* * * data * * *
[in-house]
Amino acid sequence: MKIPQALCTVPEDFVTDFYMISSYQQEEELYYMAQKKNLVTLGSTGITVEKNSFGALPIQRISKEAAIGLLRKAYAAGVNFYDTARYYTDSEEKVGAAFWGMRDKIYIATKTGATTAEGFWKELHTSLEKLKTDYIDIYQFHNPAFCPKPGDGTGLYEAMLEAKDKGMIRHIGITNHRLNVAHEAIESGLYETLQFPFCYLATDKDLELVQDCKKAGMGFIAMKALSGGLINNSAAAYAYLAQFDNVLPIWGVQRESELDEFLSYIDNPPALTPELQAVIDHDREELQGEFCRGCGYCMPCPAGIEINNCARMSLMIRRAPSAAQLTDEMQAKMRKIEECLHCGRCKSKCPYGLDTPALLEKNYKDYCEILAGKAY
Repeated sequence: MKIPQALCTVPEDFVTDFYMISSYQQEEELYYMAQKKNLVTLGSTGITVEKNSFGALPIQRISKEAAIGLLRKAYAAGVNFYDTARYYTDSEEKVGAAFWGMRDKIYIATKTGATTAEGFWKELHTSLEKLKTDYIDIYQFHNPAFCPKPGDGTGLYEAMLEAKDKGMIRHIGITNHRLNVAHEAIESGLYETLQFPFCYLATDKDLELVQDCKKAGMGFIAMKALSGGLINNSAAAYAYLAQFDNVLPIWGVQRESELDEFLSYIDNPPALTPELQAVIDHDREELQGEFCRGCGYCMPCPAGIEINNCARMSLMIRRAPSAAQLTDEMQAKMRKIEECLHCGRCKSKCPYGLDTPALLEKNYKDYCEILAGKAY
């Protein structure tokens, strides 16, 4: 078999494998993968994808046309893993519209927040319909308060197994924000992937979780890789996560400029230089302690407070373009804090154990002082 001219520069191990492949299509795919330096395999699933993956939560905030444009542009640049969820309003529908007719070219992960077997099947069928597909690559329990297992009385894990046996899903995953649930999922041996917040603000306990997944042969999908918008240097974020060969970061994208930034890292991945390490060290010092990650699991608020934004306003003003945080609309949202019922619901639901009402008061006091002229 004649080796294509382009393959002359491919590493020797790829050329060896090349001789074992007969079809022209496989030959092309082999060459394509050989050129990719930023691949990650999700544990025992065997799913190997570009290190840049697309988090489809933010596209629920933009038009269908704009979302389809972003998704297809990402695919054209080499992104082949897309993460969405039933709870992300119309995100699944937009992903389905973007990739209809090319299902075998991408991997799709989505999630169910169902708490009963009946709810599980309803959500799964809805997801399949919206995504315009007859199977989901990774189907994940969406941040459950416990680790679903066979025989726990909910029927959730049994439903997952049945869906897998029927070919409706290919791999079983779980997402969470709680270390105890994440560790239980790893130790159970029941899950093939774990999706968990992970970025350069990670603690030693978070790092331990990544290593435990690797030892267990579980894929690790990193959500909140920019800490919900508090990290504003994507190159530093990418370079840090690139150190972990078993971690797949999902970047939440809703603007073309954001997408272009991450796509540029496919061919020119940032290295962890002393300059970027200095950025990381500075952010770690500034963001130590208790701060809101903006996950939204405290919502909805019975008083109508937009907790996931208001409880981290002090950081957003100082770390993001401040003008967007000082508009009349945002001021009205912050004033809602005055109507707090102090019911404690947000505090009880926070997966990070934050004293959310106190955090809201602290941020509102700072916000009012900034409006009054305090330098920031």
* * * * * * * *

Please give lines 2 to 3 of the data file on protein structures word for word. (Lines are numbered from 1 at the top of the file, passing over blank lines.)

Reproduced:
Amino acid sequence: MKIPQALCTVPEDFVTDFYMISSYQQEEELYYMAQKKNLVTLGSTGITVEKNSFGALPIQRISKEAAIGLLRKAYAAGVNFYDTARYYTDSEEKVGAAFWGMRDKIYIATKTGATTAEGFWKELHTSLEKLKTDYIDIYQFHNPAFCPKPGDGTGLYEAMLEAKDKGMIRHIGITNHRLNVAHEAIESGLYETLQFPFCYLATDKDLELVQDCKKAGMGFIAMKALSGGLINNSAAAYAYLAQFDNVLPIWGVQRESELDEFLSYIDNPPALTPELQAVIDHDREELQGEFCRGCGYCMPCPAGIEINNCARMSLMIRRAPSAAQLTDEMQAKMRKIEECLHCGRCKSKCPYGLDTPALLEKNYKDYCEILAGKAY
Repeated sequence: MKIPQALCTVPEDFVTDFYMISSYQQEEELYYMAQKKNLVTLGSTGITVEKNSFGALPIQRISKEAAIGLLRKAYAAGVNFYDTARYYTDSEEKVGAAFWGMRDKIYIATKTGATTAEGFWKELHTSLEKLKTDYIDIYQFHNPAFCPKPGDGTGLYEAMLEAKDKGMIRHIGITNHRLNVAHEAIESGLYETLQFPFCYLATDKDLELVQDCKKAGMGFIAMKALSGGLINNSAAAYAYLAQFDNVLPIWGVQRESELDEFLSYIDNPPALTPELQAVIDHDREELQGEFCRGCGYCMPCPAGIEINNCARMSLMIRRAPSAAQLTDEMQAKMRKIEECLHCGRCKSKCPYGLDTPALLEKNYKDYCEILAGKAY